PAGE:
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California’s single payer bill - full text of bill released

SB-562, The Healthy California Act

California Legislature, Amended in Senate March 29, 2017

This bill, the Healthy California Act, would create the Healthy California program to provide comprehensive universal single-payer health care coverage and a health care cost control system for the benefit of all residents of the state. The bill, among other things, would provide that the program cover a wide range of medical benefits and other services and would incorporate the health care benefits and standards of other existing federal and state provisions, including, but not limited to, the state’s Children’s Health Insurance Program (CHIP), Medi-Cal, ancillary health care or social services covered by regional centers for persons with developmental disabilities, Knox-Keene, and the federal Medicare program. The bill would require the board to seek all necessary waivers, approval, and agreements to allow various existing federal health care payments to be paid to the Healthy California program, which would then assume responsibility for all benefits and services previously paid for with those funds.

The bill would state the intent of the Legislature to enact legislation that would develop a revenue plan, taking into consideration anticipated federal revenue available for the Healthy California program. The bill would create the Healthy California Trust Fund in the State Treasury, as a continuously appropriated fund, consisting of any federal and state moneys received for the purposes of the act.

Sec. 1 (b)

(2) It is the intent of the Legislature for the state to work to obtain waivers and other approvals relating to Medi-Cal, the state’s Children’s Health Insurance Program, Medicare, the PPACA, and any other federal programs so that any federal funds and other subsidies that would otherwise be paid to the State of California, Californians, and health care providers would be paid by the federal government to the State of California and deposited in the Healthy California Trust Fund.

(3) Under those waivers and approvals, those funds would be used for health coverage that provides health benefits equal to or exceeded by those programs as well as other program modifications, including elimination of cost sharing and insurance premiums.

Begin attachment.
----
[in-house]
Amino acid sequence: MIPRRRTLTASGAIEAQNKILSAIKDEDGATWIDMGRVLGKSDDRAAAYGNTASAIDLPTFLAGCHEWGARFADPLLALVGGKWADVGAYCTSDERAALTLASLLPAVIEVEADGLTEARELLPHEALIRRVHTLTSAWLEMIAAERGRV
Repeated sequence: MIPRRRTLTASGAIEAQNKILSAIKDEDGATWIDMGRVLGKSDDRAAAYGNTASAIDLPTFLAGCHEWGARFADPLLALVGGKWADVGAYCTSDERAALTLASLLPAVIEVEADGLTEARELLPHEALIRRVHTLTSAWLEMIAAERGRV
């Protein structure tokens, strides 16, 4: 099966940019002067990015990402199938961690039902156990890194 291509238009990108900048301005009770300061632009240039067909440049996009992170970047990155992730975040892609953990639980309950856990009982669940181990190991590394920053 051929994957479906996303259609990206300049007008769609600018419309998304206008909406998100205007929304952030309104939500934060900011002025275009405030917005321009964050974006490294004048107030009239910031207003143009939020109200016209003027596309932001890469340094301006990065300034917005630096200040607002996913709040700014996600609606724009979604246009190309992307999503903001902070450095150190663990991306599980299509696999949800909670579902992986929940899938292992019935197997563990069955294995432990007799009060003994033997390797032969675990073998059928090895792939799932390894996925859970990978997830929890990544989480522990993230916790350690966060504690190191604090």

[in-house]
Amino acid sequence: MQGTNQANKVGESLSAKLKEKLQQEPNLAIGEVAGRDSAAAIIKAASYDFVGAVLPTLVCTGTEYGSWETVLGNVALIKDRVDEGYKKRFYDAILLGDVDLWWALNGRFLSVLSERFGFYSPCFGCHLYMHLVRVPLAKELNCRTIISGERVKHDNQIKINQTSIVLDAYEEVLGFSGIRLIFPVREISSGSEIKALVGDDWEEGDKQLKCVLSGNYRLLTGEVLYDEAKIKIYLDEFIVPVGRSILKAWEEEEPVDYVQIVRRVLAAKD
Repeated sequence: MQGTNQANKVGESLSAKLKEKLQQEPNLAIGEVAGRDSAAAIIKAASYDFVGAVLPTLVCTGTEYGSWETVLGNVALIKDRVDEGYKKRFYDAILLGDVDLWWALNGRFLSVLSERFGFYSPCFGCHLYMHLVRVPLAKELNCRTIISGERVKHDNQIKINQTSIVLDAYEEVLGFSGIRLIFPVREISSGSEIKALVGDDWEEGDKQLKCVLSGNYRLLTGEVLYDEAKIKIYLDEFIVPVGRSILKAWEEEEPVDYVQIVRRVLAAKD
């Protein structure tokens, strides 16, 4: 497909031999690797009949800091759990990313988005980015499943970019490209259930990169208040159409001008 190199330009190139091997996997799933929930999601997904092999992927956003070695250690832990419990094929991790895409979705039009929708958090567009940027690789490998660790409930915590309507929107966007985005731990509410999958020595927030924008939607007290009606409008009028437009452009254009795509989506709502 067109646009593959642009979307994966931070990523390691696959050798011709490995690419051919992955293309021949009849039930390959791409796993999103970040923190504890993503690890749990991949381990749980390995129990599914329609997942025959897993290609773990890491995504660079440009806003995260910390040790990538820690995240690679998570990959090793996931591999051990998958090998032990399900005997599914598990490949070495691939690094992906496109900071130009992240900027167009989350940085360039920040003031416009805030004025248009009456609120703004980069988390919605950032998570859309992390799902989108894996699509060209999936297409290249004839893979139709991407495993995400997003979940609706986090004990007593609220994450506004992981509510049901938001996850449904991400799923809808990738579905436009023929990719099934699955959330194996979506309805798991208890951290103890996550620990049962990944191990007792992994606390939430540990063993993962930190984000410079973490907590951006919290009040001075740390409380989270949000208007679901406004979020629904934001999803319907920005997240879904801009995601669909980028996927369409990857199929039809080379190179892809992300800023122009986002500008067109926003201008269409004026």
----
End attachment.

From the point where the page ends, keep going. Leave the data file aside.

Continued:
Sec. 2 TITLE 22.2. The Healthy California Act

Chapter 7. Funding

Article 1. Federal Health Programs and Funding

100650. (b)

(1) The board shall apply to the United States Secretary of Health and Human Services or other appropriate federal official for all waivers of requirements, and make other arrangements, under Medicare, any federally matched public health program, the Affordable Care Act, and any other federal programs that provide federal funds for payment for health care services that are necessary to enable all Healthy California members to receive all benefits under the program through the program, to enable the state to implement this title, and to allow the state to receive and deposit all federal payments under those programs, including funds that may be provided in lieu of premium tax credits, cost-sharing subsidies, and small business tax credits, in the State Treasury to the credit of the Healthy California Trust Fund, created pursuant to Section 100655, and to use those funds for the program and other provisions under this title.

(2) To the fullest extent possible, the board shall negotiate arrangements with the federal government to ensure that federal payments are paid to Healthy California in place of federal funding of, or tax benefits for, federally matched public health programs or federal health programs.

Article 2. The Healthy California Trust Fund

100655. (a) The Healthy California Trust Fund is hereby created in the State Treasury for the purposes of this title.

Article 3. Healthy California Financing

100657. (a) It is the intent of the Legislature to enact legislation that would develop a revenue plan, taking into consideration anticipated federal revenue available for the program. In developing the revenue plan, it is the intent of the Legislature to consult with appropriate officials and stakeholders.